This is a welcome reissue of a book I was surprised to discover was first published as long ago as 2004. As well as a thorough design revamp, two new projects and several example paintings have been added. The technical section has been expanded, improving coverage of this always-difficult area.
There’s almost no end of books on perspective and they all have their own particular slant and emphasis. It’s difficult, perhaps impossible, to recommend any one simply because the subject presents problems to each of us individually. The scientific approach, with its welter of lines leading to different vanishing points, may appeal to some. For others, simplicity is the order of the day while, for yet more, that leaves too many questions unanswered. There is no sweet spot, no perfect balance of detail and simplicity: you just have to sample them all and find the one that works for you.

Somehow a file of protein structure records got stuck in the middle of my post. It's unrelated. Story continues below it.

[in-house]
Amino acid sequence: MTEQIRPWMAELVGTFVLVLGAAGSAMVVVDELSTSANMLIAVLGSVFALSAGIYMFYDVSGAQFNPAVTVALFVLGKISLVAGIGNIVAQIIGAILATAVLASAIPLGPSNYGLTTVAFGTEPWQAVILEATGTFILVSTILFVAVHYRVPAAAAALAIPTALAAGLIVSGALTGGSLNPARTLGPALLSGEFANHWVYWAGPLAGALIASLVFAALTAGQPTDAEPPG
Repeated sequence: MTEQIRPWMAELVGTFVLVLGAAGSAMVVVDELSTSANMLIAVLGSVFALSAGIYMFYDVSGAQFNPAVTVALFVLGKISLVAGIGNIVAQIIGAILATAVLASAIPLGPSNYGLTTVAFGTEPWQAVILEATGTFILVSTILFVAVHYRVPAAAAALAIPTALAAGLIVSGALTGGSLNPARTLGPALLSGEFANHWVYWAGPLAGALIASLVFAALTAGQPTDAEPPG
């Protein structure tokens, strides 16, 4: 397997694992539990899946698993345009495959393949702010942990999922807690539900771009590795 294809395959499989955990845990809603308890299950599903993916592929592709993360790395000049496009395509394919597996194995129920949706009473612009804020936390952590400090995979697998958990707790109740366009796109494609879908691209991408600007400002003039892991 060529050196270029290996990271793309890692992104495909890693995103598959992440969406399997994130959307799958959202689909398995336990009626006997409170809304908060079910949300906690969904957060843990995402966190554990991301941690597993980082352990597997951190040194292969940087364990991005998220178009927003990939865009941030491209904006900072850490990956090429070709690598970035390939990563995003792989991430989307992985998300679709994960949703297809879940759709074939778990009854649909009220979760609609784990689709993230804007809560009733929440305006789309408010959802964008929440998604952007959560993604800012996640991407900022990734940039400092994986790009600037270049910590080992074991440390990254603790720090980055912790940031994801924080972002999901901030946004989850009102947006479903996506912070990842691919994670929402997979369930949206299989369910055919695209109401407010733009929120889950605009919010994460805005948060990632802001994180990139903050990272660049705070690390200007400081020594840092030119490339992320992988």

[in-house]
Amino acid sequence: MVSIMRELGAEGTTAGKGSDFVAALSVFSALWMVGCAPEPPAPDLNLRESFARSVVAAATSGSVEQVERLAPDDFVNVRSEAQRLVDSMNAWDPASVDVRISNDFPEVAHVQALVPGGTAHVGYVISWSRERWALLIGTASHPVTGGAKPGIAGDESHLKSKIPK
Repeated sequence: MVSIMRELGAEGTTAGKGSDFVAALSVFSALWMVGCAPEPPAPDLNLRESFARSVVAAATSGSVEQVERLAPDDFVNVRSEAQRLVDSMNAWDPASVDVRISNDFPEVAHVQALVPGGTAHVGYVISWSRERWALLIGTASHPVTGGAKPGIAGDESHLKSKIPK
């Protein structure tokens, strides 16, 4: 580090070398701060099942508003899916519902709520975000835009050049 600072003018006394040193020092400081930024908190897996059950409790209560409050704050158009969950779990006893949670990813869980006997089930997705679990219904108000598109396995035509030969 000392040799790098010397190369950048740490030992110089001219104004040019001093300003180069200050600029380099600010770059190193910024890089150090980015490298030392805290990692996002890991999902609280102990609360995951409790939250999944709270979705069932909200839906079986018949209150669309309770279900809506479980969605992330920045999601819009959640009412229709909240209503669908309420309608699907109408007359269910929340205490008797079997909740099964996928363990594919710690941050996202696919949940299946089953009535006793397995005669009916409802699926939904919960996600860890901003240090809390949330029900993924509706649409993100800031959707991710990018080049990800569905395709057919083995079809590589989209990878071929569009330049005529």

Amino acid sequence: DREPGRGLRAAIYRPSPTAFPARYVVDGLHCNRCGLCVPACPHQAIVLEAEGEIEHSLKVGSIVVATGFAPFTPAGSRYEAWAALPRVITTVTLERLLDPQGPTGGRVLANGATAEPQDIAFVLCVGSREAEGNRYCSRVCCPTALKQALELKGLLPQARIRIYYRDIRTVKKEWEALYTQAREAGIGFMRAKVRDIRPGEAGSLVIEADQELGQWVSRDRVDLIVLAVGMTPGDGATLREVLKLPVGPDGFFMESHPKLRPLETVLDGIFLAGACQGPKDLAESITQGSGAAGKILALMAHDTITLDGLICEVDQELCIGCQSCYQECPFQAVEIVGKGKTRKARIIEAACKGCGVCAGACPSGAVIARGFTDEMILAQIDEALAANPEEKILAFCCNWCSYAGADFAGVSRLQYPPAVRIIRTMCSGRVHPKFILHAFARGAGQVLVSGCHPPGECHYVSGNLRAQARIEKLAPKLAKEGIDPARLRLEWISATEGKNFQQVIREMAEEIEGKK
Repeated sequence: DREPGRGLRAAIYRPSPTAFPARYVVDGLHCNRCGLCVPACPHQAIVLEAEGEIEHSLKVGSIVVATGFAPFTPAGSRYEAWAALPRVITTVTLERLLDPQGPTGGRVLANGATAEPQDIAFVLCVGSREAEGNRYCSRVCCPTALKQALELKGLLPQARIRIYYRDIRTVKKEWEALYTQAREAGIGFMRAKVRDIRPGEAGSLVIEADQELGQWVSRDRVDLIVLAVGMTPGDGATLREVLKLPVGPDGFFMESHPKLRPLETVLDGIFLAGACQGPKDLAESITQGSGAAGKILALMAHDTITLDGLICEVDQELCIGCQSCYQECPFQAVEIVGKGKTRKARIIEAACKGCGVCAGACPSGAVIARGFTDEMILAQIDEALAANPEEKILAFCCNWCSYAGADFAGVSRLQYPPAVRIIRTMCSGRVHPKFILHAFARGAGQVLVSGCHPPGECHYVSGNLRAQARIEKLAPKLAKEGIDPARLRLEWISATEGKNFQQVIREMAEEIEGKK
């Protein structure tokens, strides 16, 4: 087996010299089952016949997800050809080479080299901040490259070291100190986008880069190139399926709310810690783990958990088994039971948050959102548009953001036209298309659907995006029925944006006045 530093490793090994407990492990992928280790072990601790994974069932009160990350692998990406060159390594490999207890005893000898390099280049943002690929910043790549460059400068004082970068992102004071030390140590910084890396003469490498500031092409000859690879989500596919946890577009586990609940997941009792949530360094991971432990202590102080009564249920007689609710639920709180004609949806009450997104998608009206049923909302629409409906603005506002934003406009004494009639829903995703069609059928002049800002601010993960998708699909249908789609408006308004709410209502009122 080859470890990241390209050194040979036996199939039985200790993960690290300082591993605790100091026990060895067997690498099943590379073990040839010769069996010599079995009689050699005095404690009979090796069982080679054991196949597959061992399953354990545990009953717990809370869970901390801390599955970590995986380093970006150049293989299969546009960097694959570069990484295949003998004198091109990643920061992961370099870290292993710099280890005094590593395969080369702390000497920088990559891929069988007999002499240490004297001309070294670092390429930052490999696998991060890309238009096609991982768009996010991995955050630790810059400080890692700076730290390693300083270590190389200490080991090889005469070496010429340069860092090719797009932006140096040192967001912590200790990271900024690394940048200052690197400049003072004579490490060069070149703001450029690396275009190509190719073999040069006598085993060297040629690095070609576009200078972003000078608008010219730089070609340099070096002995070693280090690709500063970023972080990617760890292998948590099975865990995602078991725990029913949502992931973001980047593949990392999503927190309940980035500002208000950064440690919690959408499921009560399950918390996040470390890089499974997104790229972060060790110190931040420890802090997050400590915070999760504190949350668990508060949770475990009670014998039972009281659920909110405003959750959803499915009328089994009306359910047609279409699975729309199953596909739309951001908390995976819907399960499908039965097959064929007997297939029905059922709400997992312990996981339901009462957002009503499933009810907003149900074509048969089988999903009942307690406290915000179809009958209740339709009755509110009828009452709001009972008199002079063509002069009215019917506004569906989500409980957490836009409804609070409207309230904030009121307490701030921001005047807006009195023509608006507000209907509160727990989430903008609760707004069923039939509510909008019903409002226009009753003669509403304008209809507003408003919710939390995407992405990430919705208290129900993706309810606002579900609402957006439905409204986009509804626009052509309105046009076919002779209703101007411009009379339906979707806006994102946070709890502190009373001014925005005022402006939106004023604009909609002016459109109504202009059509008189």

Geoff is an excellent explainer and has a good track record in the art instruction book field. This is a guide written for the painter rather than the technician or designer and it works almost exclusively by example. What was already a good book has been subtly but thoroughly improved. I’s have been dotted, T’s crossed and blanks filled in. The emphasis throughout is on painting and you’ll learn about single point, multipoint and aerial perspective by working with them.
This can be all very well but, just as with languages, you eventually have to get to grips with grammar, so, with perspective, you need to understand the theory. To use another analogy, it’s a bit like colour mixing. Once someone who’s really understood it explains it to you, you’ve got it. Until then, you’ll flounder. The theory section here is concise, but to the point – I said Geoff’s a good explainer – and only some half a dozen pages have the dreaded vanishing lines. Much of the rest involves painted examples as well as colour and brushwork. If it was a language, it would be Painting, not Science. It’s a bit of a masterpiece.
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